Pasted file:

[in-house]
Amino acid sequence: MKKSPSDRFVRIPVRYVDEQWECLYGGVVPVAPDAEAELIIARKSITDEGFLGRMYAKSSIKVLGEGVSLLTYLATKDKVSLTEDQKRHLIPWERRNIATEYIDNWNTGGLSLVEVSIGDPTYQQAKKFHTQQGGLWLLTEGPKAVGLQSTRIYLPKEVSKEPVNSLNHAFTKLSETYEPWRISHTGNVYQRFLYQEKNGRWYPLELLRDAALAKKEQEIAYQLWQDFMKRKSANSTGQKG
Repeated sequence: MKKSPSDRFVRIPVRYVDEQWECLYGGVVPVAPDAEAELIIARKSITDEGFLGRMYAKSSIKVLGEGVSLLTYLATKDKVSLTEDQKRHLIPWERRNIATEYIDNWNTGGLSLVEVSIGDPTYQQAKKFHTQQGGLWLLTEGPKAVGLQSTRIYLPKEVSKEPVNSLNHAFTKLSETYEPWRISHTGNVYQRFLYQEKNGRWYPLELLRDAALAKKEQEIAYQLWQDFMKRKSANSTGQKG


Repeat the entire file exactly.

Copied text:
[in-house]
Amino acid sequence: MKKSPSDRFVRIPVRYVDEQWECLYGGVVPVAPDAEAELIIARKSITDEGFLGRMYAKSSIKVLGEGVSLLTYLATKDKVSLTEDQKRHLIPWERRNIATEYIDNWNTGGLSLVEVSIGDPTYQQAKKFHTQQGGLWLLTEGPKAVGLQSTRIYLPKEVSKEPVNSLNHAFTKLSETYEPWRISHTGNVYQRFLYQEKNGRWYPLELLRDAALAKKEQEIAYQLWQDFMKRKSANSTGQKG
Repeated sequence: MKKSPSDRFVRIPVRYVDEQWECLYGGVVPVAPDAEAELIIARKSITDEGFLGRMYAKSSIKVLGEGVSLLTYLATKDKVSLTEDQKRHLIPWERRNIATEYIDNWNTGGLSLVEVSIGDPTYQQAKKFHTQQGGLWLLTEGPKAVGLQSTRIYLPKEVSKEPVNSLNHAFTKLSETYEPWRISHTGNVYQRFLYQEKNGRWYPLELLRDAALAKKEQEIAYQLWQDFMKRKSANSTGQKG